Offred’s life became a whirligig a plaything of her Commander as she tried to maintain some stability. She resisted, she manipulated (poorly), and, at times, she succumbed. Scratched secretively in her room she found the following school-boy joke: “Don’t let the bastards grind you down.” As it’s in Latin, a language unknown to Offred, she lingered over the deliciousness of it, recited it as a prayer, recognized it as a gift from the past given to her to connect her to the transcendent, a fleeting moment of hope.

The other thing that gave her hope was her ability to understand and comprehend words. In Gilead, the government forbade women to own property, express opinions, read, and write. Their importance came merely from the vagina. The story is, of course, written as a memoir, and it is presumed that Offred escaped to Canada and possibly England where she wrote the manuscript; thus proving her own literacy. The story ends far into the future with an academic conference studying the history of Gilead and attempting to figure out exactly how important the document, The Handmaid’s Tale, is to an interpretation of the era. This exactly parallels—intentional on Atwood’s part—the conclusion of 1984 with its exploration of Newspeak. The reader is left to presume the dystopia is long gone. At the beginning of the novel/memoir, however, Offred’s command of the English language was good, but not artistic or spectacular. Her Commander, in some bizarre ritual of manipulation, smuggled into their relationship the game, Scrabble, long forbidden and illegal. Offred not only embraced this diversion, but she thrived with it. In this way, Atwood rather brilliantly allowed Offred’s vocabulary, as well as her comprehension and understanding of the world around her, to grow as well. It is, perhaps, Atwood’s single most ingenious literary device.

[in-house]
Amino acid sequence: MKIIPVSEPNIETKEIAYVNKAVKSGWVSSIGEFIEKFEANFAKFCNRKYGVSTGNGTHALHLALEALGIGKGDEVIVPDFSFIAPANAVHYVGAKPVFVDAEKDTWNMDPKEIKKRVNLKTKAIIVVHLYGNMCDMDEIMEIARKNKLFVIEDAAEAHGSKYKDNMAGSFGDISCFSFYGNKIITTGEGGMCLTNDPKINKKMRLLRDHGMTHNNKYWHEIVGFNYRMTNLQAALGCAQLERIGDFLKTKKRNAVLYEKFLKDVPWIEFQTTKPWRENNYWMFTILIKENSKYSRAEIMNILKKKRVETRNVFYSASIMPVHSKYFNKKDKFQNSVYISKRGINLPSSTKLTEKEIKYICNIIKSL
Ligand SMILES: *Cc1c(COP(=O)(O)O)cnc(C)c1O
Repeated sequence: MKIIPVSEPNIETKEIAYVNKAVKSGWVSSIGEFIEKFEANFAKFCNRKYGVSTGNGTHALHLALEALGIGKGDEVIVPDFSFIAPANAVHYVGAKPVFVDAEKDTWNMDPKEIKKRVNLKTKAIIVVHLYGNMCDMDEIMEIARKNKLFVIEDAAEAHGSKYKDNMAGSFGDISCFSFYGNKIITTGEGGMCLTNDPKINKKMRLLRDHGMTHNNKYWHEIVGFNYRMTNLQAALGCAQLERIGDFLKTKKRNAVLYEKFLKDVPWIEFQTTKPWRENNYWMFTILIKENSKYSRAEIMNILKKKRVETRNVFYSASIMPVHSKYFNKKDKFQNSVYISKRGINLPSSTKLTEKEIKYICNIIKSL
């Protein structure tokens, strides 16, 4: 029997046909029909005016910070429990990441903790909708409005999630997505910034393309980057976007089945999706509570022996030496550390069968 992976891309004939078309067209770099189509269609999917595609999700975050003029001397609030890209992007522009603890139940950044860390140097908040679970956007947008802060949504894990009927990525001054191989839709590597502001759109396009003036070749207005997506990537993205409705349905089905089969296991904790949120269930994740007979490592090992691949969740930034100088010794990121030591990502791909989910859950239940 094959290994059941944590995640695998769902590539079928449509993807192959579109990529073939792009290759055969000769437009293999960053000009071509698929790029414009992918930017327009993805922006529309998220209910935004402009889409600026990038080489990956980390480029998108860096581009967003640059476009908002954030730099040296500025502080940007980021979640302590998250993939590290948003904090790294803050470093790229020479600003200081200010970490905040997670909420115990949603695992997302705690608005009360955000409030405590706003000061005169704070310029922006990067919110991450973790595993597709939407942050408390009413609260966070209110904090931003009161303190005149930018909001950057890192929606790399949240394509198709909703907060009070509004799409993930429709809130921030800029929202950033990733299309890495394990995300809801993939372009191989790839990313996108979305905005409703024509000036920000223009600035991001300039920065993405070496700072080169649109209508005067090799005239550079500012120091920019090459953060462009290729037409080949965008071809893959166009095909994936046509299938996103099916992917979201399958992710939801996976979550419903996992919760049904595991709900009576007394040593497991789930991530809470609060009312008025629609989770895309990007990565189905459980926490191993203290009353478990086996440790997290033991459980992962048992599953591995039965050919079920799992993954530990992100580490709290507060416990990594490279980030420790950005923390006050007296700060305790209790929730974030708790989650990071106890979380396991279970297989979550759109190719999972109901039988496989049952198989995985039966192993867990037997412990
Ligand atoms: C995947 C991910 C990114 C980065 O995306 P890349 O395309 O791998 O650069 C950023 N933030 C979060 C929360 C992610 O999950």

1 Margaret Atwood, Conversations, 183.

2 Atwood, Conversations, 186.

3 Atwood, In Other Worlds, 84.

4 Atwood, In Other Worlds, 85.

5 Atwood, In Other Worlds, 86.

6 Atwood, In Other Worlds, 143.

7 Atwood, In Other Worlds, 88.

8 Atwood, The Handmaid’s Tale, 174.

9 Atwood, The Handmaid’s Tale, 16.

10 Atwood, The Handmaid’s Tale, 167.

11 Atwood, The Handmaid’s Tale, 220.

*Editor’s Note: In interviews, Atwood mentions the story took place in Cambridge, Massachusetts; however, the end of the book specifically mentions Bangor, Maine.

This essay is part of a series on dystopian literature. Books on the topic of this essay may be found in The Imaginative Conservative Bookstore.